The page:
1.) Am I lingering in the Lord?
If Jesus is the source and wellspring of all that is good, meaningful, and faithful, am I attending to Him well so that He might tend well to my life? Do I linger, giving him space to speak, lead, convict, love and encourage? Do I treat my time with Him as an obligation to get through?
2.) Have I found ways to justify my time away from the spring of living water...or replaced it with a distraction?
In John 4, Jesus suggests that He is the Living Water that brings life. Sometimes we wander from the spring of living water, thinking we can do well in the land without it. We give ourselves permission, making up excuses, “I’m too busy.” (etc.) Have I grown distracted with gaming, social media, and binge-watching, contributing to my time away from grace?
3.) Do I give the Spirit of God space to bridle my tongue keeping me from unkind, unwise, uncaring, and unfaithful words?
Am I rash, abrasive, and ill-tempered with my words? Do I demean, condescend, react unprayerfully, spread gossip, or speak maliciously? Faithfulness in attending to regular rhythms of spiritual formation ensures that when we speak, we’ve done so first giving space to the Spirit to bridle our often unruly tongue.
4.) Do the words I speak and the ways in which I speak them reflect to the Biblical call toward gentleness, peace-making, being full of grace and seasoned with salt?
Out of the mouth flows the thoughts of the heart. A heart surrendered will reflect the Scriptural truth that our words carry power and often create our environments. What type of environment am I creating?
5.) Am I currently prone to breaches in integrity because of exhaustion, frustration, bitterness, or spiritual lethargy?
In the end, all we have is our integrity. I believe that with all my heart. No matter what we’ve accomplished, if that is not consistent with the way in which we’ve faithfully lived our lives, our accomplishments will be overshadowed by our lack of character. There are many sabotage artists to our integrity. Our practices of spiritual formation ensure that we guard against such breaches.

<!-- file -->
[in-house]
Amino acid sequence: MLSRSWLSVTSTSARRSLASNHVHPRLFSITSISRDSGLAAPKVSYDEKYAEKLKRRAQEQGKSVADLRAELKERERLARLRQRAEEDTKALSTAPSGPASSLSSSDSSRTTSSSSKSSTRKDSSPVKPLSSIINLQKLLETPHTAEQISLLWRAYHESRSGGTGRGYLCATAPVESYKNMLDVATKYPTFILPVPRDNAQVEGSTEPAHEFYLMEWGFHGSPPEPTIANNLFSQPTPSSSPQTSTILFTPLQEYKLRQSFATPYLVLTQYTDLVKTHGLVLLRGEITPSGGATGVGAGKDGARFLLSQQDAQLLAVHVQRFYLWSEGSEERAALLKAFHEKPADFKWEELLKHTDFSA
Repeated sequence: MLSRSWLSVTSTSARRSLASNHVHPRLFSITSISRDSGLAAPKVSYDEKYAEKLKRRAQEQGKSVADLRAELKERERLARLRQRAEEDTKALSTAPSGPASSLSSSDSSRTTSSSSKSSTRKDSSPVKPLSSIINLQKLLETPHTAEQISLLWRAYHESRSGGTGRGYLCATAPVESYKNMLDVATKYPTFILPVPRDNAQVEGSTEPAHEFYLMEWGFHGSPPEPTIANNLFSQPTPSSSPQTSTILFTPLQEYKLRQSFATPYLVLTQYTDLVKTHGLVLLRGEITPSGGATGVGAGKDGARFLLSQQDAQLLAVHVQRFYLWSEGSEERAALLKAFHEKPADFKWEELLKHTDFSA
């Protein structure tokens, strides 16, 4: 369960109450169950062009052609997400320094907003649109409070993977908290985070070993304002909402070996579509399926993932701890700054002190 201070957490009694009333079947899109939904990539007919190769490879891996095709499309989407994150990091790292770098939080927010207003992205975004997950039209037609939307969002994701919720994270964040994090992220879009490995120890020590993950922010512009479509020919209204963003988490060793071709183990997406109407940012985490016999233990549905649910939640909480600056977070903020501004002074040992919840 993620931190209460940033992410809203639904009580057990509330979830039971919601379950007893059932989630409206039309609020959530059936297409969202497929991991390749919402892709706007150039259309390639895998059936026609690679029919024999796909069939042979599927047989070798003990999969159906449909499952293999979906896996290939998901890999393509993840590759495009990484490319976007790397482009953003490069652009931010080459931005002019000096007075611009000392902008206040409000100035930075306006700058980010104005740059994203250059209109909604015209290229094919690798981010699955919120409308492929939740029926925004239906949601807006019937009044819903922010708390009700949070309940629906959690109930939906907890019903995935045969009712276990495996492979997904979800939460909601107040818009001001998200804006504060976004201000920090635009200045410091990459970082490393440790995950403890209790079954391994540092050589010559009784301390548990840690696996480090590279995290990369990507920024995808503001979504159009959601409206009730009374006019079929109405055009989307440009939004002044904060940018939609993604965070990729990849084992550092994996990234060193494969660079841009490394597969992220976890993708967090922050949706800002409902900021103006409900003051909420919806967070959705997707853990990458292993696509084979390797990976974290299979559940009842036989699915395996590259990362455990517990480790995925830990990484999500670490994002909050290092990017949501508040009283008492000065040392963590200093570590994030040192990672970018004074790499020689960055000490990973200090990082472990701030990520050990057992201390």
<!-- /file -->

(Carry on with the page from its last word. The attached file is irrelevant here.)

6.) Am I currently harboring the seeds of sin and systematically shutting out voices that might call me, in love, on that sin?
Once we’ve become lax in our spiritual formation, we begin to harbor sin deep in our hearts. We begin to quiet the voice of God, listening instead to the selfish desires of our heart that often speak loudly. Having moved away from the living water, we systematically attempt to remove ourselves from situations in which those that splash around in the living water hang out. We don’t want their voices speaking into our self-justifying actions.
7.) What assumed failure on God’s part has given me reason to take back control of my life and forge my own path?
When we feel let down by God, we often tell ourselves we can do a better job. Without an intimacy of trust in the midst of difficult situations, we will take charge. Those tendencies for control will lead us down paths of self-determination and toward a hardness of heart.
8.) Have I chosen a path of least resistance when faithfulness might have demanded that I stay in the fray and work hard to prevail in this challenge?
When I begin looking for the easy way out, I tend to find that as an alert to my spiritual bankruptcy. The world invites us to live a life on a “path of least resistance.” “It should be easy.” We are told. However, a life shaped by grace and strengthened by God stands in the fray and works in conjunction with the Spirit of God to prevail in the challenges we face.
9.) Am I prone to believe that everyone around me needs to change?
When spiritual formation takes a back seat in our lives, we become increasingly self-deceptive. We begin to tell ourselves that we are in the right and everyone else is in the wrong. We tell ourselves that if everyone else changes, all would be well. Self-deception is often the set up for our own undoing. Humble confession, fostered in a spirit of prayer, trusts God to reveal to us our place in our conflict and chaos.
10.) Have I replaced my cross with my banner?
The journey of Jesus is one of sacrifice and self-giving holy love. It is a life lived, giving itself away for the sake of others, on behalf of the Kingdom of God. It’s the way of the cross. However, inattention to our spiritual formation will mean we lay down our cross and pick up our selfish banners, making life about me, mine, and getting what I deserve. When I pick up my banner, I’ve stopped following Jesus.
How’s your pulse?